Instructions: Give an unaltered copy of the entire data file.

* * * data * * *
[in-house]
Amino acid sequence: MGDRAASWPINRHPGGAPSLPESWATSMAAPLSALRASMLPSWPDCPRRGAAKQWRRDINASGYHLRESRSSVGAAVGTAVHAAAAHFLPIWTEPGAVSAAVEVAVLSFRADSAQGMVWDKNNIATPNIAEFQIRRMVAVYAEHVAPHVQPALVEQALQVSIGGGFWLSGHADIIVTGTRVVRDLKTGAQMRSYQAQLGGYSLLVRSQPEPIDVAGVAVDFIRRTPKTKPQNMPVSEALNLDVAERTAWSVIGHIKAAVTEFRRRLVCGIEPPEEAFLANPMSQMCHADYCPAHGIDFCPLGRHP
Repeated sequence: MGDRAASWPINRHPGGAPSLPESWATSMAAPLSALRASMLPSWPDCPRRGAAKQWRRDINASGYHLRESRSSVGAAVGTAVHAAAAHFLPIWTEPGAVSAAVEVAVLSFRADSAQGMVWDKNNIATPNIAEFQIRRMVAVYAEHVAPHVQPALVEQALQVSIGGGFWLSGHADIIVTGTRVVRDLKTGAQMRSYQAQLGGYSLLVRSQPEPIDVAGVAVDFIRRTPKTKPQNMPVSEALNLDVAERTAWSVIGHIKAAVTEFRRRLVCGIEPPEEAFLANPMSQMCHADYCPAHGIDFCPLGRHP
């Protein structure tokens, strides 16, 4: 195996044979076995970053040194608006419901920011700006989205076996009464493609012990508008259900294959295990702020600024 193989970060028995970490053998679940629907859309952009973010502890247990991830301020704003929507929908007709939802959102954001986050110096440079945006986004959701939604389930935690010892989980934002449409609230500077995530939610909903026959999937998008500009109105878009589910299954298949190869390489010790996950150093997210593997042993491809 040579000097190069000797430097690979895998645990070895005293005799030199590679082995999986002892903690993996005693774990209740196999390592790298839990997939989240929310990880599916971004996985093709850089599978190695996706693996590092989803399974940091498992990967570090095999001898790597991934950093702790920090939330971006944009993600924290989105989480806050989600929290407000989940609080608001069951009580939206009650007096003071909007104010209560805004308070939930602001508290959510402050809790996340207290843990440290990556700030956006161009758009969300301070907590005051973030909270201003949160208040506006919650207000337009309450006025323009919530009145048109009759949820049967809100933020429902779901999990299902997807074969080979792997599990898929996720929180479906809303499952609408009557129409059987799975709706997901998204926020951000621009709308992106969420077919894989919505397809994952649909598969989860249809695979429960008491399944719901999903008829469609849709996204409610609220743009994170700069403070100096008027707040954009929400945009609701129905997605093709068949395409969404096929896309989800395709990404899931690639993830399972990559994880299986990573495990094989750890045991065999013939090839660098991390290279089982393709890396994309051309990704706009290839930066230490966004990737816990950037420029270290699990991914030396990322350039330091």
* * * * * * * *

[in-house]
Amino acid sequence: MGDRAASWPINRHPGGAPSLPESWATSMAAPLSALRASMLPSWPDCPRRGAAKQWRRDINASGYHLRESRSSVGAAVGTAVHAAAAHFLPIWTEPGAVSAAVEVAVLSFRADSAQGMVWDKNNIATPNIAEFQIRRMVAVYAEHVAPHVQPALVEQALQVSIGGGFWLSGHADIIVTGTRVVRDLKTGAQMRSYQAQLGGYSLLVRSQPEPIDVAGVAVDFIRRTPKTKPQNMPVSEALNLDVAERTAWSVIGHIKAAVTEFRRRLVCGIEPPEEAFLANPMSQMCHADYCPAHGIDFCPLGRHP
Repeated sequence: MGDRAASWPINRHPGGAPSLPESWATSMAAPLSALRASMLPSWPDCPRRGAAKQWRRDINASGYHLRESRSSVGAAVGTAVHAAAAHFLPIWTEPGAVSAAVEVAVLSFRADSAQGMVWDKNNIATPNIAEFQIRRMVAVYAEHVAPHVQPALVEQALQVSIGGGFWLSGHADIIVTGTRVVRDLKTGAQMRSYQAQLGGYSLLVRSQPEPIDVAGVAVDFIRRTPKTKPQNMPVSEALNLDVAERTAWSVIGHIKAAVTEFRRRLVCGIEPPEEAFLANPMSQMCHADYCPAHGIDFCPLGRHP
């Protein structure tokens, strides 16, 4: 195996044979076995970053040194608006419901920011700006989205076996009464493609012990508008259900294959295990702020600024 193989970060028995970490053998679940629907859309952009973010502890247990991830301020704003929507929908007709939802959102954001986050110096440079945006986004959701939604389930935690010892989980934002449409609230500077995530939610909903026959999937998008500009109105878009589910299954298949190869390489010790996950150093997210593997042993491809 040579000097190069000797430097690979895998645990070895005293005799030199590679082995999986002892903690993996005693774990209740196999390592790298839990997939989240929310990880599916971004996985093709850089599978190695996706693996590092989803399974940091498992990967570090095999001898790597991934950093702790920090939330971006944009993600924290989105989480806050989600929290407000989940609080608001069951009580939206009650007096003071909007104010209560805004308070939930602001508290959510402050809790996340207290843990440290990556700030956006161009758009969300301070907590005051973030909270201003949160208040506006919650207000337009309450006025323009919530009145048109009759949820049967809100933020429902779901999990299902997807074969080979792997599990898929996720929180479906809303499952609408009557129409059987799975709706997901998204926020951000621009709308992106969420077919894989919505397809994952649909598969989860249809695979429960008491399944719901999903008829469609849709996204409610609220743009994170700069403070100096008027707040954009929400945009609701129905997605093709068949395409969404096929896309989800395709990404899931690639993830399972990559994880299986990573495990094989750890045991065999013939090839660098991390290279089982393709890396994309051309990704706009290839930066230490966004990737816990950037420029270290699990991914030396990322350039330091």